Mexico's other migrant problem
The government will soon release details of a new plan to prevent Central Americans from crossing the southern border.
Ciudad Hidalgo, Mexico
This summer some 200 undocumented immigrants were hidden in a truck compartment when a floor holding more than a ton of bananas collapsed, killing six. The driver reportedly fled the scene.Skip to next paragraph
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For many it was a chilling reminder of another smuggling tragedy, when 19 undocumented immigrants suffocated in a trailer abandoned by its driver in Texas in 2003. Yet this time it was not a case of migrants trying to get into the US, but Central Americans trying to sneak into Mexico.
Mexico spends so much time fuming over its border relations with the US that its own southern frontier – where tens of thousands of Central Americans cross each year in hopes of making it to the US – is quite often an afterthought.
The country has traditionally been just a transit point on the immigration route, and has long been under pressure by the US to step up its security. Shortly after taking office in December, President Felipe Calderón responded to the call by setting up a new border police force with 645 officers.
But his administration is under equal pressure by critics who say Mexico demands of the US what it doesn't give to its own migrants: fair treatment.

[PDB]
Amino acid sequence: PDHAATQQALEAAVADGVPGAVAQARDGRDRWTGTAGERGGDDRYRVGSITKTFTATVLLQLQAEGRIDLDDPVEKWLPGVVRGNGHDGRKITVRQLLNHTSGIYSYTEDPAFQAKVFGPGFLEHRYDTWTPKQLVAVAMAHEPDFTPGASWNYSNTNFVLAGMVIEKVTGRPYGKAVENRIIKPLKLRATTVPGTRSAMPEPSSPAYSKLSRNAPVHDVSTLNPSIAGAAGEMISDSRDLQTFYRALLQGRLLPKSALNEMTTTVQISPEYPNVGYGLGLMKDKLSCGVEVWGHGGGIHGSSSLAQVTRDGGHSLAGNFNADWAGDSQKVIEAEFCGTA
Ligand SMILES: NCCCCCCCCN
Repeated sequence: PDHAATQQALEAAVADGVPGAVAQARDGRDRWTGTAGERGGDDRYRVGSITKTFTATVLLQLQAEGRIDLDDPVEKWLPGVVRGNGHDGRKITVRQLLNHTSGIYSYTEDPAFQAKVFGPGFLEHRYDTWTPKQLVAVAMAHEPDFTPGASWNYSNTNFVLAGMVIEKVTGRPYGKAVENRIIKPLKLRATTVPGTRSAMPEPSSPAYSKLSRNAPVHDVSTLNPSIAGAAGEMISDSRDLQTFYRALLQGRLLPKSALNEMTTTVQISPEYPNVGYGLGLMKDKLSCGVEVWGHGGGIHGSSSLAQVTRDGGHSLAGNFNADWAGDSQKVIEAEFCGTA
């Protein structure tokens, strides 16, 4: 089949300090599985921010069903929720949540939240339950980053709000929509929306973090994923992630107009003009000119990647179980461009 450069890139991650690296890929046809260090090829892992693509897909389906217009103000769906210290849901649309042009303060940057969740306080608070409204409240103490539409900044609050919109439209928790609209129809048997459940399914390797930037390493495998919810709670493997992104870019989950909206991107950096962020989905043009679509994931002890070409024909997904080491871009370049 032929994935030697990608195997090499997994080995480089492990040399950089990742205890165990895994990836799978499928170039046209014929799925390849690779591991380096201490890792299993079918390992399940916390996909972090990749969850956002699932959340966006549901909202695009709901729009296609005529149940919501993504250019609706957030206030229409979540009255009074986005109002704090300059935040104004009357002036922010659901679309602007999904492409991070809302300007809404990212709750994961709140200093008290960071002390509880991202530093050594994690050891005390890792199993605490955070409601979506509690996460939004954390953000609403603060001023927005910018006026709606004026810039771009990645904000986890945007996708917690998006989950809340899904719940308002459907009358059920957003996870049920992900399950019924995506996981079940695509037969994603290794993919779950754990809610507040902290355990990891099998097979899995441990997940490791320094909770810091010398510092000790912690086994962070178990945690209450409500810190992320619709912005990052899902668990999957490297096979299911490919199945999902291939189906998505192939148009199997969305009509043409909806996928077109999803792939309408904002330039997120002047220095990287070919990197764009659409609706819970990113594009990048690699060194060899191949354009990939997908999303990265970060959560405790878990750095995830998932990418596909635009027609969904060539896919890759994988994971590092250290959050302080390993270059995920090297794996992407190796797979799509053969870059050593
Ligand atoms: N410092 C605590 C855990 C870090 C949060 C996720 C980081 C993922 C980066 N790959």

Near the top of the list of demands for many immigrant rights activists is the decriminalization of the nation's immigration laws, which, in some cases, call for two years in prison for being undocumented.
"Migration has changed," says Fermina Rodriguez, a human rights coordinator in the southern town of Tapachula. "[Mexican authorities] should view Mexico as a destination, not just a country of transit or expulsion of immigrants."
Mexico's southern frontier is hardly an obstacle at all – at least when comparing it with the censors, radar, and border patrol agents that man the US-Mexico border. Here in the border town of Ciudad Hidalgo, drugs, weapons, and people pass illegally over the Suchiate River at any time of the day.
Jorge Mario Garcia, from Guatemala, recently crossed the river in broad daylight. His friends each paid $1 to ride on inner tubes run as a mini ferry service. He opted to swim the stretch himself. "It's a thousand times easier to cross into Mexico than the US," says Mr. Garcia, who was caught and deported from McCallen, Texas just a few months earlier.
The number of Central Americans caught attempting to get into Mexico rose to 240,200 in 2005 from 138,000 in 2002, according to the National Migration Institute. That number dipped to 182,700 last year, but is expected to rise sharply to 205,000 this year.
But crossing the border is often the easiest part. Surviving along the frontier, paying off bribes, avoiding gangs, and dodging thieves who pray on migrants with cash in their pockets, make up the stories of migrants in shelters in this region of Chiapas.
Mr. Garcia, who was recuperating at a shelter from a 24-hour walk from the Mexico border along washed out railway tracks to Tapachula – during which he and his friends were robbed and beaten – says his intent is to make it to Los Angeles, to meet his mother.
But he says he won't be surprised if he stays in Mexico for a while this time. When his friends and neighbors fail to reach the US, he says, they just set out again.
But it gets tiring, he says, dunking two chickens by their feet into a simmering pot of water. "The goal of all of us is to get to the US," he says. "But to be honest … the US isn't going anywhere. If we can find an opportunity in Mexico to work for a while and save some money, we will."